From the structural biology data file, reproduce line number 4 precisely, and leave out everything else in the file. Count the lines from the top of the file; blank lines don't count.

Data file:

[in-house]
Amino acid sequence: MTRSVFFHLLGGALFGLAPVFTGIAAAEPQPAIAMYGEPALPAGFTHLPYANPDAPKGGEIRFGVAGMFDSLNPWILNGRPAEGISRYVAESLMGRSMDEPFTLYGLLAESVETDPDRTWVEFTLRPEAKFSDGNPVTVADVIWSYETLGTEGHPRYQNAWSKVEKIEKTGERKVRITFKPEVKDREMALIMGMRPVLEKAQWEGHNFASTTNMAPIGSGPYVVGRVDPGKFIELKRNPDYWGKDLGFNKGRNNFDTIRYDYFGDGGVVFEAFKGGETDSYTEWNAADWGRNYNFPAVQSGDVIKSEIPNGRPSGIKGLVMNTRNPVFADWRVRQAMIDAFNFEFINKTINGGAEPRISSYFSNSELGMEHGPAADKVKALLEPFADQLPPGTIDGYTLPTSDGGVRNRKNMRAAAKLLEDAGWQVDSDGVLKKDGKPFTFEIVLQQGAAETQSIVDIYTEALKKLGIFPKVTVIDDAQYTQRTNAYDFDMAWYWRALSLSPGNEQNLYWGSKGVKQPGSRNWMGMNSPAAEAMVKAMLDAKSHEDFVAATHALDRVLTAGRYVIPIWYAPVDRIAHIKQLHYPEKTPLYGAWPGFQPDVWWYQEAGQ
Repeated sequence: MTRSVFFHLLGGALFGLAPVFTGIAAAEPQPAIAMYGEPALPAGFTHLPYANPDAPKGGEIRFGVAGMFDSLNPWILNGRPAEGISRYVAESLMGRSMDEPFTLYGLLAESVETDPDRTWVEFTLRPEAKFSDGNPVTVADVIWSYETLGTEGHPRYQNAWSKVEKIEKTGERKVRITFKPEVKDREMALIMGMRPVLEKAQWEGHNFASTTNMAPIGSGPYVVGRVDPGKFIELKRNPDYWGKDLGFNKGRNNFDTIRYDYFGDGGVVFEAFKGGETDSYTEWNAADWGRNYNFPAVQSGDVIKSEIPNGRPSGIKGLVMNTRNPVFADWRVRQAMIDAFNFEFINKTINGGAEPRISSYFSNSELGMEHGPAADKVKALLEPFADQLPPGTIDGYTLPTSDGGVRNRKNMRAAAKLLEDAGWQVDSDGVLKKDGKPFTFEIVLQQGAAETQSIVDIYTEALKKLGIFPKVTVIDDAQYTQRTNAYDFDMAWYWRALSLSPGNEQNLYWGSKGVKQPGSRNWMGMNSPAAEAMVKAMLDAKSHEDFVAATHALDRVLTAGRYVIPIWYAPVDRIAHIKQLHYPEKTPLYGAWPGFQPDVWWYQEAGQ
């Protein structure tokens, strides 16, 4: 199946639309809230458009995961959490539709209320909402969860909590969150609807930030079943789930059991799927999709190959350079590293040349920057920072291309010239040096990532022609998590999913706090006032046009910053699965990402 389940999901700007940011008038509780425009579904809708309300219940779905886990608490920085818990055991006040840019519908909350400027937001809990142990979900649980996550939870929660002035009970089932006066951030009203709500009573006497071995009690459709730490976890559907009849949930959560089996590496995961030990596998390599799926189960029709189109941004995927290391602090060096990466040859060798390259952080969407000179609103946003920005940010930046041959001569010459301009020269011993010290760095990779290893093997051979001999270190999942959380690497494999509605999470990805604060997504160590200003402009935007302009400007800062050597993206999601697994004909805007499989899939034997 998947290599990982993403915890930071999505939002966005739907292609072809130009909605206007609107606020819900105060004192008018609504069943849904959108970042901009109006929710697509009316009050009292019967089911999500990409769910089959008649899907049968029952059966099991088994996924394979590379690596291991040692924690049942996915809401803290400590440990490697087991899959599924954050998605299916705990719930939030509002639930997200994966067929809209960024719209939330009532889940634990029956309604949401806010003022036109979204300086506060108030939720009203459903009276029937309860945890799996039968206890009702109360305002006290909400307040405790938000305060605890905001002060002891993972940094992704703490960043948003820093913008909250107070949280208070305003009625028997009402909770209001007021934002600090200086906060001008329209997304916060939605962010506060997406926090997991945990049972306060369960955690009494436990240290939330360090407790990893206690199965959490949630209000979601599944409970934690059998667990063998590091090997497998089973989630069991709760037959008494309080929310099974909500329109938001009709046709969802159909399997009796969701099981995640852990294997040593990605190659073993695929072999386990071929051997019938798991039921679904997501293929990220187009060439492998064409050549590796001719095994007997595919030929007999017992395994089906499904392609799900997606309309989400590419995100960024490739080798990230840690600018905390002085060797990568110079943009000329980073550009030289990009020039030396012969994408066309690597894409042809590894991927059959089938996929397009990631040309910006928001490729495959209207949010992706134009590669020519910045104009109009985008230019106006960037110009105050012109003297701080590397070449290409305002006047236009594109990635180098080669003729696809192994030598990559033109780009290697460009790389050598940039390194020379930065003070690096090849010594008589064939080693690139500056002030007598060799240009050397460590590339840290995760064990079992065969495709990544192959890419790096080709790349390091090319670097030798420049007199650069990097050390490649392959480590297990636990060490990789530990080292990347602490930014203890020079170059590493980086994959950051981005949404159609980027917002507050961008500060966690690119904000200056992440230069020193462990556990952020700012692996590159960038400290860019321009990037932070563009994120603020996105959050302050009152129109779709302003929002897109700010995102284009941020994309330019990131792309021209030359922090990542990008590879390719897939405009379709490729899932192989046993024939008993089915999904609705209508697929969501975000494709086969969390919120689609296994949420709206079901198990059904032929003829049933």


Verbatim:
């Protein structure tokens, strides 16, 4: 199946639309809230458009995961959490539709209320909402969860909590969150609807930030079943789930059991799927999709190959350079590293040349920057920072291309010239040096990532022609998590999913706090006032046009910053699965990402 389940999901700007940011008038509780425009579904809708309300219940779905886990608490920085818990055991006040840019519908909350400027937001809990142990979900649980996550939870929660002035009970089932006066951030009203709500009573006497071995009690459709730490976890559907009849949930959560089996590496995961030990596998390599799926189960029709189109941004995927290391602090060096990466040859060798390259952080969407000179609103946003920005940010930046041959001569010459301009020269011993010290760095990779290893093997051979001999270190999942959380690497494999509605999470990805604060997504160590200003402009935007302009400007800062050597993206999601697994004909805007499989899939034997 998947290599990982993403915890930071999505939002966005739907292609072809130009909605206007609107606020819900105060004192008018609504069943849904959108970042901009109006929710697509009316009050009292019967089911999500990409769910089959008649899907049968029952059966099991088994996924394979590379690596291991040692924690049942996915809401803290400590440990490697087991899959599924954050998605299916705990719930939030509002639930997200994966067929809209960024719209939330009532889940634990029956309604949401806010003022036109979204300086506060108030939720009203459903009276029937309860945890799996039968206890009702109360305002006290909400307040405790938000305060605890905001002060002891993972940094992704703490960043948003820093913008909250107070949280208070305003009625028997009402909770209001007021934002600090200086906060001008329209997304916060939605962010506060997406926090997991945990049972306060369960955690009494436990240290939330360090407790990893206690199965959490949630209000979601599944409970934690059998667990063998590091090997497998089973989630069991709760037959008494309080929310099974909500329109938001009709046709969802159909399997009796969701099981995640852990294997040593990605190659073993695929072999386990071929051997019938798991039921679904997501293929990220187009060439492998064409050549590796001719095994007997595919030929007999017992395994089906499904392609799900997606309309989400590419995100960024490739080798990230840690600018905390002085060797990568110079943009000329980073550009030289990009020039030396012969994408066309690597894409042809590894991927059959089938996929397009990631040309910006928001490729495959209207949010992706134009590669020519910045104009109009985008230019106006960037110009105050012109003297701080590397070449290409305002006047236009594109990635180098080669003729696809192994030598990559033109780009290697460009790389050598940039390194020379930065003070690096090849010594008589064939080693690139500056002030007598060799240009050397460590590339840290995760064990079992065969495709990544192959890419790096080709790349390091090319670097030798420049007199650069990097050390490649392959480590297990636990060490990789530990080292990347602490930014203890020079170059590493980086994959950051981005949404159609980027917002507050961008500060966690690119904000200056992440230069020193462990556990952020700012692996590159960038400290860019321009990037932070563009994120603020996105959050302050009152129109779709302003929002897109700010995102284009941020994309330019990131792309021209030359922090990542990008590879390719897939405009379709490729899932192989046993024939008993089915999904609705209508697929969501975000494709086969969390919120689609296994949420709206079901198990059904032929003829049933």